Why is this happening, and where are the people trying to stop this trend? The answer is: they’re everywhere. People who see the perilous state of our food system are working at food and agriculture justice organizations all over the country trying to reduce our dependence on industrialized food products. Consumers are waking up, something characterized by the mainstream interest in things like organic food, veganism, and small-scale artisan goods.

The real reason we’re still losing the battle is because the rules of the game have been rigged against us. Competition and high overhead are to blame for profit- and scale-oriented businesses, but it is our regulatory environment that is making local small-scale food production illegal.

Existing regulation has excluded and disenfranchised the cooks that feed our population.

Cooking is a fundamental lever of economic empowerment that can help those who need it the most. U.S. regulations do not allow for the exchange of food for money without commercial food facilities, business permits, and the resources required to navigate these complex processes (read: lots of spare time and thousands of dollars). These factors are extremely prohibitive for most people, especially stay-at-home parents, immigrants, and others who are not only the most disadvantaged members of the work force, but who are also the most practiced home cooks. The people who nourish our families and communities are both prohibited from benefiting from their skills, they are also actively denied the education, safety training, and pooled resources that could help them be safer, more accountable, and more successful in their cooking.

The disenfranchisement of home cooks strengthens our dependency on industrially produced goods. It is fueling the larger trend of displacement and gentrification in the United States. The same people who are systemically disadvantaged in our society are being denied the opportunity to benefit from or be compensated for the popularization and capitalization of their culture’s food. The ramifications of our regulatory environment impact more than just our plates and kitchens — they continue to enforce the most egregious inequity and bias in our social fabric.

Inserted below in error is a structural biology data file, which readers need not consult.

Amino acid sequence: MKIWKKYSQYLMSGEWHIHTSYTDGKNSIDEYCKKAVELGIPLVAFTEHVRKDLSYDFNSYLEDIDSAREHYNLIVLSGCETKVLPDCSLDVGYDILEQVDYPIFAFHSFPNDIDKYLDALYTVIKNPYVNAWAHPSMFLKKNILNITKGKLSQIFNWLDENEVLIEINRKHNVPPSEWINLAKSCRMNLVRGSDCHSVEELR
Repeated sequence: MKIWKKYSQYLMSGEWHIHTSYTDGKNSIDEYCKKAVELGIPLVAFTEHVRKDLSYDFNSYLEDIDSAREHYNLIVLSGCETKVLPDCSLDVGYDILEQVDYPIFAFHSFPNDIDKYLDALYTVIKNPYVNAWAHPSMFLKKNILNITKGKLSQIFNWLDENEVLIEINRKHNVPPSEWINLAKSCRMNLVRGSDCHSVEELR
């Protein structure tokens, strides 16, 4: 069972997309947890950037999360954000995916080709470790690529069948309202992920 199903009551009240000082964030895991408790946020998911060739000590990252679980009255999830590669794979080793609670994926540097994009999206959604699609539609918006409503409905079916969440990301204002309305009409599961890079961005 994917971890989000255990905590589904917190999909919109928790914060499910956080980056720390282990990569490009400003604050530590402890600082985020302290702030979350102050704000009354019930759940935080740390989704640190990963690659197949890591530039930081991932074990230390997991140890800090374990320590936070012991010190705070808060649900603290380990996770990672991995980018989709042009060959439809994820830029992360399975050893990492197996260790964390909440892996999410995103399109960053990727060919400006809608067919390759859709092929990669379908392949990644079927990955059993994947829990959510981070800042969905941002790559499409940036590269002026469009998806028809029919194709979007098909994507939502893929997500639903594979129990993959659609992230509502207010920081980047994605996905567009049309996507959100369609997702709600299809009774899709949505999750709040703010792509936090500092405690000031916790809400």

We believe that the shortcomings of our current food system can be improved through support for local, small-scale home food businesses. The food you prepare for yourself and your loved ones is inherently more sustainable, trustworthy, and healthy than food made by corporations. At Josephine, we believe that food made with love is the most honest, universal, and fundamental standard for food. Technological advancements can further separate us from food’s source or connect us back to the hearth. We have the choice.

The mission behind Josephine is to champion the cooks— the givers, the mothers and fathers, the nourishers for whom giving boldly is the default. This matters for everyone, not just because we all eat, but because we are all participants in this society.

We are proud to work with local food justice and labor partners, as well as leaders in the existing Cottage Food movement around the country to catalyze the dialogue around a more equitable and inclusive food system.

The work we have set out to do extends beyond a business model, and requires more than problem solving skills. It requires patience, empathy, vulnerability, and persistence. Thank you for lending us your energy. Together, we can rebuild faith in a broken system.

With so much love, the Josephine team.

This morning we launched a petition. If this post resonated with you, please take 30 seconds to show that you care about inclusive opportunities in the food industry by signing this petition!

Know someone who loves to cook? Send them here!